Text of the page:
F/F Books turned into Movies and TV Shows

I’ve been interested in doing a post about F/F books who were adapted into movies or TV shows for a while now and this research proved to be harder than I thought. The only useful article I found was a post by Autostraddle from two years ago. But mostly, my own post was prompted by the fact that we have four new adaptations coming out in 2018 and I suddenly felt excited about it! So I thought I’d make this list with all links included to help the avid readers who like to watch and read both formats of stories.

Unfortunately, I didn’t have the chance to watch all of these and can’t tell you which ones end happily or not. But I hope to add most of them to my watch list soon. I’m leaving them in the order of which movie came out first so you can take a look at the history of F/F adaptations in these last years.

What about you? Leave in the comments if you have watched or read any of these stories! What books do you want to see turned into movies next? I’d love to see more YA books and romcoms in the big screen that aren’t so rooted in drama and tragedy, personally.

 

Book:

Desert of the Heart by Jane Rule (1964)

Set in the late 1950s, this is the story of Evelyn Hall, an English professor, who goes to Reno to obtain a divorce and put an end to her disastrous 16-year marriage. While staying at a boarding house to establish her six-week residency requirement she meets Ann Childs, a casino worker and fifteen years her junior. Physically, they are remarkably alike and eventually have an affair and begin the struggle to figure out just how a relationship between two women can last. Desert of the Heart examines the conflict between convention and freedom and the ways in which the characters try to resolve the conflict.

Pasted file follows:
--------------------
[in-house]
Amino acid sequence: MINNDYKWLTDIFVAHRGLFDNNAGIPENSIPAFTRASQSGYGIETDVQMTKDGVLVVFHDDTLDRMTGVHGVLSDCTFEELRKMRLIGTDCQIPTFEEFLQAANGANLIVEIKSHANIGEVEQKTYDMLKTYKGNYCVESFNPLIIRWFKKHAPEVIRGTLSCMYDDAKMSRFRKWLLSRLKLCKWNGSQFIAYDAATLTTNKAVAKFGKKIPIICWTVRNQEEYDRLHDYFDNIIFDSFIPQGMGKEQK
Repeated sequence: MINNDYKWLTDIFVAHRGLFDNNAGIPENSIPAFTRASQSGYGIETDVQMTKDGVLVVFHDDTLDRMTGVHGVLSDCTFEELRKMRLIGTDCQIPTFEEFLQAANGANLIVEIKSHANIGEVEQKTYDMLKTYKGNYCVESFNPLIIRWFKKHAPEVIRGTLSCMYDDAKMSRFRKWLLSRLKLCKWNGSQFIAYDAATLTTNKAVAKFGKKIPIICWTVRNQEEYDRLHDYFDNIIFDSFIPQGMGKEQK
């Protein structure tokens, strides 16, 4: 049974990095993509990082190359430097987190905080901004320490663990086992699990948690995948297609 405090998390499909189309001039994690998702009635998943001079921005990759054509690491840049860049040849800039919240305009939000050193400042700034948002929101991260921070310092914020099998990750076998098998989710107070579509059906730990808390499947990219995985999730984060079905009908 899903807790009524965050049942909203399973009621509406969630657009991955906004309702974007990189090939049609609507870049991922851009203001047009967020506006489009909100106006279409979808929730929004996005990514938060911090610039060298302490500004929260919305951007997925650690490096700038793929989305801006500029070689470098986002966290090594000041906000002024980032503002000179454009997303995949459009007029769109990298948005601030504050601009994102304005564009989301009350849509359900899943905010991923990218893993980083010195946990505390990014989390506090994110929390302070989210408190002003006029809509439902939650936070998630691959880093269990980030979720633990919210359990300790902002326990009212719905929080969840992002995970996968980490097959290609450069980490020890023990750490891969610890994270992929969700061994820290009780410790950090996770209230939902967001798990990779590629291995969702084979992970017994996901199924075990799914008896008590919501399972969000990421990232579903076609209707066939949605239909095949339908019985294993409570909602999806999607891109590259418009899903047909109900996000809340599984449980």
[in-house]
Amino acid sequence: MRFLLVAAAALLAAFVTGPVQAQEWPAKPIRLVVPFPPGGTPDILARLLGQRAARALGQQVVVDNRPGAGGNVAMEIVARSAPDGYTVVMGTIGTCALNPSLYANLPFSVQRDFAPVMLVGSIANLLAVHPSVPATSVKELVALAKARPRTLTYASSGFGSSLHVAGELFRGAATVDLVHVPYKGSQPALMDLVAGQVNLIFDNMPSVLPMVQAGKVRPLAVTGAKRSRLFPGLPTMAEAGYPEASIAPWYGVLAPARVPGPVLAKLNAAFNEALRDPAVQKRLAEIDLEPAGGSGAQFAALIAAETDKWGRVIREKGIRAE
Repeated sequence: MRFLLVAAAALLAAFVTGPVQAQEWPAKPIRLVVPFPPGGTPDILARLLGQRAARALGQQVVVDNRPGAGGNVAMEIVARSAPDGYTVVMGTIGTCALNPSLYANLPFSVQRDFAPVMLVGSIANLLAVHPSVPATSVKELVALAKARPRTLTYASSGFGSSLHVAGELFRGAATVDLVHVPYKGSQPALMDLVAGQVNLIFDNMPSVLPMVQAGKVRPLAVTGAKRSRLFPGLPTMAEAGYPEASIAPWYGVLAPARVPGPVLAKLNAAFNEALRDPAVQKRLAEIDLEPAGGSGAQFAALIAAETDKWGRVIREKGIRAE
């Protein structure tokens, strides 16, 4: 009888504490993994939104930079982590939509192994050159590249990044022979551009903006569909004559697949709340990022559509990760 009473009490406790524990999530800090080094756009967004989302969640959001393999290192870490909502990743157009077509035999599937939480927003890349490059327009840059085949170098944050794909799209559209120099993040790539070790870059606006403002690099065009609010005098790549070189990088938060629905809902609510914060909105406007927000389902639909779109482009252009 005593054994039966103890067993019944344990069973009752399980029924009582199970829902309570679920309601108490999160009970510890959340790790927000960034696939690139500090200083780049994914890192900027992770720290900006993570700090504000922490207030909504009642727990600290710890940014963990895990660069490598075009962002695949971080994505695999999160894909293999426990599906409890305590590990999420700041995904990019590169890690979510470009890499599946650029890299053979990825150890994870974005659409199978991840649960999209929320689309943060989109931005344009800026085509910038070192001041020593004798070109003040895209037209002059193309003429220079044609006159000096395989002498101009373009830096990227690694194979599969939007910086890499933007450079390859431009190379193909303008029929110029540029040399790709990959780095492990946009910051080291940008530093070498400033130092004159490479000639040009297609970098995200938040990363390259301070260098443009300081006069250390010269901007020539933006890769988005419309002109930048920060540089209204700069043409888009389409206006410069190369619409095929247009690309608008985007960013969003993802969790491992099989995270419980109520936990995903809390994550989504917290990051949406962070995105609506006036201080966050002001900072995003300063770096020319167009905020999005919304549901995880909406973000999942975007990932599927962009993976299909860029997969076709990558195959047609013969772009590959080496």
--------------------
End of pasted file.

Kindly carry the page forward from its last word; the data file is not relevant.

Movie:

Desert Hearts (1985) || Trailer

A woman on the precipice of divorce becomes drawn to a ranchowner’s daughter.

 

 

Book:

The Color Purple by Alice Walker (1982)

Set in the deep American South between the wars, it is the tale of Celie, a young black girl born into poverty and segregation. Raped repeatedly by the man she calls ‘father’, she has two children taken away from her, is separated from her beloved sister Nettie and is trapped into an ugly marriage. But then she meets the glamorous Shug Avery, singer and magic-maker – a woman who has taken charge of her own destiny. Gradually, Celie discovers the power and joy of her own spirit, freeing her from her past and reuniting her with those she loves.

Movie:

The Color Purple (1985) || Trailer

A black Southern woman struggles to find her identity after suffering abuse from her father and others over four decades.

 

 

Book:

Oranges Are Not The Only Fruit by Jeanette Winterson (1985)

Jeanette, the protagonist of Oranges Are Not the Only Fruit and the author’s namesake, has issues–“unnatural” ones: her adopted mam thinks she’s the Chosen one from God; she’s beginning to fancy girls; and an orange demon keeps popping into her psyche. Already Jeanette Winterson’s semi-autobiographical first novel is not your typical coming-of-age tale.

Brought up in a working-class Pentecostal family, up North, Jeanette follows the path her Mam has set for her. This involves Bible quizzes, a stint as a tambourine-playing Sally Army officer and a future as a missionary in Africa, or some other “heathen state”. When Jeanette starts going to school and confides in her mother about her feelings for another girl, she’s swept up in a feverish frenzy for her tainted soul. Confused, angry and alone, Jeanette strikes out on her own path, that involves a funeral parlour and an ice-cream van. Mixed in with the so-called reality of Jeanette’s existence growing up are unconventional fairy tales that transcend the everyday world, subverting the traditional preconceptions of the damsel in distress.

TV Miniseries:

Oranges Are Not The Only Fruit (1989)

Jessica’s extraordinarily strong will and heart enables her to rebel against her fanatical, cult-like upbringing. From seven to seventeen Jess is brainwashed to be one of the ‘saved’, to devote her life to Jesus, to follow the discriminatory teachings of Pastor Finch and his understanding of Revelations. As her warm personality dictates she succeeds in fitting into this regime and spreads the word of Jesus in a fairly content manner. But when her friendship with Melanie develops into something a little more ‘unnatural’ she easily realizes the error of the Pastors teachings. The girls are subjected to terrible treatment to convince them to repent.

 

 

Book:

Fried Green Tomatoes at The Whistle Stop Cafe by Fannie Flagg (1987)